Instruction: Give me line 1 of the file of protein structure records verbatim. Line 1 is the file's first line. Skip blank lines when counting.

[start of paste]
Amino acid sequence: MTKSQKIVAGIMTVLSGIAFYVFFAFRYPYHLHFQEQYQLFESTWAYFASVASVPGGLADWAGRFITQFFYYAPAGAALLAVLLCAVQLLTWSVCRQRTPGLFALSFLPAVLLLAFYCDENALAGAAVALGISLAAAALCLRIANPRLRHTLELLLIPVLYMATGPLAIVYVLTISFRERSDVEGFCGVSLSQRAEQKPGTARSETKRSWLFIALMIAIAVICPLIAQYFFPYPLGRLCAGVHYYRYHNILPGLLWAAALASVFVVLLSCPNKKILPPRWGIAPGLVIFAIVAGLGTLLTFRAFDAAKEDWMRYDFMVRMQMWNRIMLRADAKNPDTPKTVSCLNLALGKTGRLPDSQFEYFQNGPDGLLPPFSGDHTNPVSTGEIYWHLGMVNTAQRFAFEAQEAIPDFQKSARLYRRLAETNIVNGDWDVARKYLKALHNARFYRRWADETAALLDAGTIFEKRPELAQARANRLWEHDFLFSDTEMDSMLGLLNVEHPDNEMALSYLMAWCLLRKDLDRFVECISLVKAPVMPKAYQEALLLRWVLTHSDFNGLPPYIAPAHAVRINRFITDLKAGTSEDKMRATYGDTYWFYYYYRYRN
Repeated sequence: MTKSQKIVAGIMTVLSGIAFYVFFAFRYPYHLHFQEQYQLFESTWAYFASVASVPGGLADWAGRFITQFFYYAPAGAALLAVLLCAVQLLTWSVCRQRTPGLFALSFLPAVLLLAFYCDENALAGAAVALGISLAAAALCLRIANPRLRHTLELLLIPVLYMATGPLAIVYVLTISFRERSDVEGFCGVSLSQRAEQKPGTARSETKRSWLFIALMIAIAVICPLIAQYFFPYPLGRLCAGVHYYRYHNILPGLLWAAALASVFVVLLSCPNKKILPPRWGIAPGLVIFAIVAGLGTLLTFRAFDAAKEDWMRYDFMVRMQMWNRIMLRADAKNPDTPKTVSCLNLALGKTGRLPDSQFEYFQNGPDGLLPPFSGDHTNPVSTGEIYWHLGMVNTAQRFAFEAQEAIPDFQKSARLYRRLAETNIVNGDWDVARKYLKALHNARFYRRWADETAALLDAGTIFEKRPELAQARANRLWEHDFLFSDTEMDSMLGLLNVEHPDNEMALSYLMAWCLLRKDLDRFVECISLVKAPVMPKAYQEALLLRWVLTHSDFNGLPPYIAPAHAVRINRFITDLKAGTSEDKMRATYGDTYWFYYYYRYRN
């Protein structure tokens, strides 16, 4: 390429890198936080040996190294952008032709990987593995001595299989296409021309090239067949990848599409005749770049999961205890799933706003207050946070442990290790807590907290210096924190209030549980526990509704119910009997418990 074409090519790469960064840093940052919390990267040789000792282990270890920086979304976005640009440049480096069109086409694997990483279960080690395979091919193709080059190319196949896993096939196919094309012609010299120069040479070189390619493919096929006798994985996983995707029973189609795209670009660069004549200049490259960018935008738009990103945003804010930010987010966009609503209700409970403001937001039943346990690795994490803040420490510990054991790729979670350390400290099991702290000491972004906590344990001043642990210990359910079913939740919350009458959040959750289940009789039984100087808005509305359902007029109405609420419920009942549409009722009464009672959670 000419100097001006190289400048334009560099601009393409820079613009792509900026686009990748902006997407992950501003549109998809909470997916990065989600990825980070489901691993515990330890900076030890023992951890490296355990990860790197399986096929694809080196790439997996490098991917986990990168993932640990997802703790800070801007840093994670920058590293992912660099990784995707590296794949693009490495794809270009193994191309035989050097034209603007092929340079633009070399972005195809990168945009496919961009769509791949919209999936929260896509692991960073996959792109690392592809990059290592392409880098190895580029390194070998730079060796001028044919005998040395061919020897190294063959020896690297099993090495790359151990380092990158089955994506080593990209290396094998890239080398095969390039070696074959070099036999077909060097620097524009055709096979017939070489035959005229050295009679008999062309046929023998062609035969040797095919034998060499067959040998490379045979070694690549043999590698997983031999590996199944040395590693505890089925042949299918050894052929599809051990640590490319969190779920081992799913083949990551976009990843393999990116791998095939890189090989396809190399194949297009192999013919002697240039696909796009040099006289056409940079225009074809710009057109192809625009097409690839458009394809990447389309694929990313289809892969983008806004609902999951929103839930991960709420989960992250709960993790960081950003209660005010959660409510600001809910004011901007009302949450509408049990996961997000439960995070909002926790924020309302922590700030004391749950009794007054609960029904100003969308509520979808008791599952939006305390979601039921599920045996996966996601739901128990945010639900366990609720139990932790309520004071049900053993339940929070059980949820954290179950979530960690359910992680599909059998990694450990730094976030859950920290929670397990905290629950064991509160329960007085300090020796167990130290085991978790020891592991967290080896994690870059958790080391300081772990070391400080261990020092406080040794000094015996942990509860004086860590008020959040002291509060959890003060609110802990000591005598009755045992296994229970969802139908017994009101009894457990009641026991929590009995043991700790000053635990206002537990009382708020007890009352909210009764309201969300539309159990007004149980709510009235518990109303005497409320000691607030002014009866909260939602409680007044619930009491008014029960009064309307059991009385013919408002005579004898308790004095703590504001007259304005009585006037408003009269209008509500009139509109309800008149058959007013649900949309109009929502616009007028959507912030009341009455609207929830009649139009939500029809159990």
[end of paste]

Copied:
Amino acid sequence: MTKSQKIVAGIMTVLSGIAFYVFFAFRYPYHLHFQEQYQLFESTWAYFASVASVPGGLADWAGRFITQFFYYAPAGAALLAVLLCAVQLLTWSVCRQRTPGLFALSFLPAVLLLAFYCDENALAGAAVALGISLAAAALCLRIANPRLRHTLELLLIPVLYMATGPLAIVYVLTISFRERSDVEGFCGVSLSQRAEQKPGTARSETKRSWLFIALMIAIAVICPLIAQYFFPYPLGRLCAGVHYYRYHNILPGLLWAAALASVFVVLLSCPNKKILPPRWGIAPGLVIFAIVAGLGTLLTFRAFDAAKEDWMRYDFMVRMQMWNRIMLRADAKNPDTPKTVSCLNLALGKTGRLPDSQFEYFQNGPDGLLPPFSGDHTNPVSTGEIYWHLGMVNTAQRFAFEAQEAIPDFQKSARLYRRLAETNIVNGDWDVARKYLKALHNARFYRRWADETAALLDAGTIFEKRPELAQARANRLWEHDFLFSDTEMDSMLGLLNVEHPDNEMALSYLMAWCLLRKDLDRFVECISLVKAPVMPKAYQEALLLRWVLTHSDFNGLPPYIAPAHAVRINRFITDLKAGTSEDKMRATYGDTYWFYYYYRYRN